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Our Insights

What’s Special

Field trips and lessons on climate justice

The Downside

Fewer course options due to size

Established in 1998 as Life Sciences Secondary School, The High School for Climate Justice offers lessons and field trips on climate justice alongside regular classes. Despite past challenges like declining enrollment, the elimination of middle school grades and low attendance, the school seeks to improve with new partnerships and opportunities tied to its climate theme. 

Academics & Instruction: All 9th-graders take an introductory seminar on climate justice and 11th-graders are required to take Advanced Placement Environmental Science. Teachers in various grades create lessons that touch on climate. For example, a unit addressing voting rights demonstrates how policies affect the environment. At the same time, in math, students learn about voting trends and, in English, they read from "Our Time is Now," a book about voter suppression in the United States. 

The school has a hydroponics lab where students grow herbs and lettuce without soil. Teens take field trips to Coney Island Creek to learn about sea level rise and erosion solutions. They visit Randall's Island, Governor’s Island and Westmoreland Sanctuary. Students may also join the "green team" club.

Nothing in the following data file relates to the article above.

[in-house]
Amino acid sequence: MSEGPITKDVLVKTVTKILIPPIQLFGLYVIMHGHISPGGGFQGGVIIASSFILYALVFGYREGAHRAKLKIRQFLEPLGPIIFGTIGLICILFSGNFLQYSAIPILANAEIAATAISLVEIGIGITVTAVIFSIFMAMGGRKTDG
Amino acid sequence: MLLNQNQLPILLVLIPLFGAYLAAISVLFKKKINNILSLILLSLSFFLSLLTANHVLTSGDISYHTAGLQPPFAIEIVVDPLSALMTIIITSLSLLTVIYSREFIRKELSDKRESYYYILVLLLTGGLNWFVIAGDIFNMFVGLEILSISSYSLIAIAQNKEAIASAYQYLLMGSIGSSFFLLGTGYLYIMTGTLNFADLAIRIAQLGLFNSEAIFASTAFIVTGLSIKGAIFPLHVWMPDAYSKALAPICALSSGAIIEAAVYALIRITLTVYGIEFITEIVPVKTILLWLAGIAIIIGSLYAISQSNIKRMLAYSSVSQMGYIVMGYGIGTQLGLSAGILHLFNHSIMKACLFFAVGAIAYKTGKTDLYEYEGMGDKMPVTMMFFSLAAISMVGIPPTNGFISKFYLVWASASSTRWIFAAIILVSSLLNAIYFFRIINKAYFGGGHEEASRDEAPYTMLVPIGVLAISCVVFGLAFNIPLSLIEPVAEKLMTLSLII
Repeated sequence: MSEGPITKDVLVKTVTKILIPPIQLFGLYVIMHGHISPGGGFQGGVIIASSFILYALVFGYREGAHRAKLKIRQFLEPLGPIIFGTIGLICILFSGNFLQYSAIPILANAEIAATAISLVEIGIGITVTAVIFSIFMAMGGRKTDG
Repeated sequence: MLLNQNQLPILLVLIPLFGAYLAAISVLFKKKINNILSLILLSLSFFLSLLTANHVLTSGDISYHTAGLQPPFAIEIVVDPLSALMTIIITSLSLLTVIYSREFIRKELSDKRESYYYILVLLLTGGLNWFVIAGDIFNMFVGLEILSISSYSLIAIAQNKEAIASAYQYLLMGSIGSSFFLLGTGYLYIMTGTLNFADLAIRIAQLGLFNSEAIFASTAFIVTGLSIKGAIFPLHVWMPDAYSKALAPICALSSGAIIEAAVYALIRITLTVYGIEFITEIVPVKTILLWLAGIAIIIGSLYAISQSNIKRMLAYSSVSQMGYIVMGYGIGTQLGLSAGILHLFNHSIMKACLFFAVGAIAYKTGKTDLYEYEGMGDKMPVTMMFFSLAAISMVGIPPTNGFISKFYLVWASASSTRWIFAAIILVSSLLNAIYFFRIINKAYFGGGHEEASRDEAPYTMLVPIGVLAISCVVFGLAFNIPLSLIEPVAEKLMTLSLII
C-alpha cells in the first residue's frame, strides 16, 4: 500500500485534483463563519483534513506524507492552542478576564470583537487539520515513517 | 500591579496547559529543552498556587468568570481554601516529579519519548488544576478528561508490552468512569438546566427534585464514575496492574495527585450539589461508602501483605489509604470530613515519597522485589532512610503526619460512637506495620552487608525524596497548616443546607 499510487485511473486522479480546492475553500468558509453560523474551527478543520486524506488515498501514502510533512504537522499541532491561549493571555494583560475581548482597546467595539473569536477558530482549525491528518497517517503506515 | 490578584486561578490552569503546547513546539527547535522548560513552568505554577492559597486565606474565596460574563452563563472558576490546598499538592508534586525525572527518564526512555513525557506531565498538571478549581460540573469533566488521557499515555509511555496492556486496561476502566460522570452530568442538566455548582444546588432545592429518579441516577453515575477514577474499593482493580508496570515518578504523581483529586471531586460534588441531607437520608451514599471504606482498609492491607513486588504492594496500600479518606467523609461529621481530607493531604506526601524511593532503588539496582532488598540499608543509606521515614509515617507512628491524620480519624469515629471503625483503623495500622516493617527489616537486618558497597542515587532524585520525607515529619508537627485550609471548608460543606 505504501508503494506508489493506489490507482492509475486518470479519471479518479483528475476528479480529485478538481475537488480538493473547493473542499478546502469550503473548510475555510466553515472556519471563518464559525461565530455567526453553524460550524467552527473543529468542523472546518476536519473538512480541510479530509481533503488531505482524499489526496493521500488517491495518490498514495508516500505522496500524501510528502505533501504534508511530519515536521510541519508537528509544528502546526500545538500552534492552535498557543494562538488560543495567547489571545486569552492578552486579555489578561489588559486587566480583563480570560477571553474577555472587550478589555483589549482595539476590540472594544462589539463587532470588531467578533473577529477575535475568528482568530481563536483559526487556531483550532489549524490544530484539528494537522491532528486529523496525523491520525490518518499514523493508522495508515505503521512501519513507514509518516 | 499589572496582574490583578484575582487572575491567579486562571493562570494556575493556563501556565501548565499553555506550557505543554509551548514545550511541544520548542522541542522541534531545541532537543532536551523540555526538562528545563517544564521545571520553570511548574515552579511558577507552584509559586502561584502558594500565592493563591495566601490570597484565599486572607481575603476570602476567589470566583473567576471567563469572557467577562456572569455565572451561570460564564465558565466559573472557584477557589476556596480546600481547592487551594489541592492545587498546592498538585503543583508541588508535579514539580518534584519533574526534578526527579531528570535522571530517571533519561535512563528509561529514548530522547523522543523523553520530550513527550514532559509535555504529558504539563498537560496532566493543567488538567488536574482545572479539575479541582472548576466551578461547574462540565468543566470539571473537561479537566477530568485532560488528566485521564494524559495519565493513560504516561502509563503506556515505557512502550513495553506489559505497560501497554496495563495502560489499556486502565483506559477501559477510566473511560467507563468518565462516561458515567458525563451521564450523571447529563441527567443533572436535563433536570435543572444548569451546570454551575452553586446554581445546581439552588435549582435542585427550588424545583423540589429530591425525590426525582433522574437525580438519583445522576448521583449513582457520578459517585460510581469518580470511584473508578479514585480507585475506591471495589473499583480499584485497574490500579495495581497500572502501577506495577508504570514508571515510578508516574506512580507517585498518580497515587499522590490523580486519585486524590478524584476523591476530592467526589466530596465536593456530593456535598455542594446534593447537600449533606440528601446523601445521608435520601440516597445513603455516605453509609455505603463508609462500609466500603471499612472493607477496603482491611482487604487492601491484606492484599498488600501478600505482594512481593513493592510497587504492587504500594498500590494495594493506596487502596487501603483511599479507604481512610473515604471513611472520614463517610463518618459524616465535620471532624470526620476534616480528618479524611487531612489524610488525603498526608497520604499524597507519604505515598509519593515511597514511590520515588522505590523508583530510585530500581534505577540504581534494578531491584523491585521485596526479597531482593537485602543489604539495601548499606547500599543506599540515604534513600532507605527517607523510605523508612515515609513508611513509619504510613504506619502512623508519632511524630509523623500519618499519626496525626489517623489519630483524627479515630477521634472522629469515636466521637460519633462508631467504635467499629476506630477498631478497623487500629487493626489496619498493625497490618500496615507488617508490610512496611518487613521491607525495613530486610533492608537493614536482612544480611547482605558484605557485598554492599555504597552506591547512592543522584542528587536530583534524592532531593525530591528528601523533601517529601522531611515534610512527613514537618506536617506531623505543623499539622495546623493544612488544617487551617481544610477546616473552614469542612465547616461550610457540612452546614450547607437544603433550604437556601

High-achieving students may take advanced classes plus college courses with Hunter College. If you need help, there's tutoring. Some students get internships at places like the American Museum of Natural History and hospitals on the east side of Manhattan. 

Culture & Environment: Students stay with a grade-level counselor from 9th to 11th grade. Seniors get guidance on college and careers from a college counselor. 

Enrollment is declining and a small school will offer fewer course choices. Some teens feel teachers don't notice their learning challenges, the school noted in its Comprehensive Educational Plan (CEP). To improve, staff is providing more personal attention through weekly small group sessions and better communication with parents. Students stay with the same advisor all four years. 

Students join Restorative Justice circles for healthy relationships, and may join clubs like Gender & Sexuality Alliance and Muslim Student Association. Families are invited to fun events, like ice skating, and students join activities such as band, fine arts, PSAL Sport teams and choir. Asphalt Green, a local sports complex, offers swimming classes and lifeguard certification.